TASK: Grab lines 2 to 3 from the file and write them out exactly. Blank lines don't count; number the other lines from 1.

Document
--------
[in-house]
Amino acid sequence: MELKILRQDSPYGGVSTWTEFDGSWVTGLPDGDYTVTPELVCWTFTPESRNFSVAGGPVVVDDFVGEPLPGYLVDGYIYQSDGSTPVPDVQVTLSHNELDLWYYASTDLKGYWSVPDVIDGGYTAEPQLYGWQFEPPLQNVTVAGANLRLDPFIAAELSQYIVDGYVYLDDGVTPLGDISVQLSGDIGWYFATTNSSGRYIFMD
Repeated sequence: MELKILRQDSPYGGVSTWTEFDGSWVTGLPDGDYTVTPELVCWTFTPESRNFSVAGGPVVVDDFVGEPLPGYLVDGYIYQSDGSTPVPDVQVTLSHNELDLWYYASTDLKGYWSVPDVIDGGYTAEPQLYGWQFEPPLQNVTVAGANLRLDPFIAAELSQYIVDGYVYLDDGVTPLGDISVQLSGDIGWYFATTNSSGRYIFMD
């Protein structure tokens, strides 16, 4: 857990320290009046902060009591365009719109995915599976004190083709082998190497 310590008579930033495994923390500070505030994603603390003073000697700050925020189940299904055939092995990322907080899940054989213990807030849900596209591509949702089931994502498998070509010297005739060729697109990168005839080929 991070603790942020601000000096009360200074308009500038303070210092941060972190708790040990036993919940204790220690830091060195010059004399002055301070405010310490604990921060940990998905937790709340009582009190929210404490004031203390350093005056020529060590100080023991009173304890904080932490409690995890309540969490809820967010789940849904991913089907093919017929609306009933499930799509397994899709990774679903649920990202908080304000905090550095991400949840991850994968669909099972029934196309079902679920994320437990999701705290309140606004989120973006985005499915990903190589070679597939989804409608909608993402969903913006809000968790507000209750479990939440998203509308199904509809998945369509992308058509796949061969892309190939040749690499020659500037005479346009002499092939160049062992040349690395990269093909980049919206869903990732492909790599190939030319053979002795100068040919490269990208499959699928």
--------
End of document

Amino acid sequence: MELKILRQDSPYGGVSTWTEFDGSWVTGLPDGDYTVTPELVCWTFTPESRNFSVAGGPVVVDDFVGEPLPGYLVDGYIYQSDGSTPVPDVQVTLSHNELDLWYYASTDLKGYWSVPDVIDGGYTAEPQLYGWQFEPPLQNVTVAGANLRLDPFIAAELSQYIVDGYVYLDDGVTPLGDISVQLSGDIGWYFATTNSSGRYIFMD
Repeated sequence: MELKILRQDSPYGGVSTWTEFDGSWVTGLPDGDYTVTPELVCWTFTPESRNFSVAGGPVVVDDFVGEPLPGYLVDGYIYQSDGSTPVPDVQVTLSHNELDLWYYASTDLKGYWSVPDVIDGGYTAEPQLYGWQFEPPLQNVTVAGANLRLDPFIAAELSQYIVDGYVYLDDGVTPLGDISVQLSGDIGWYFATTNSSGRYIFMD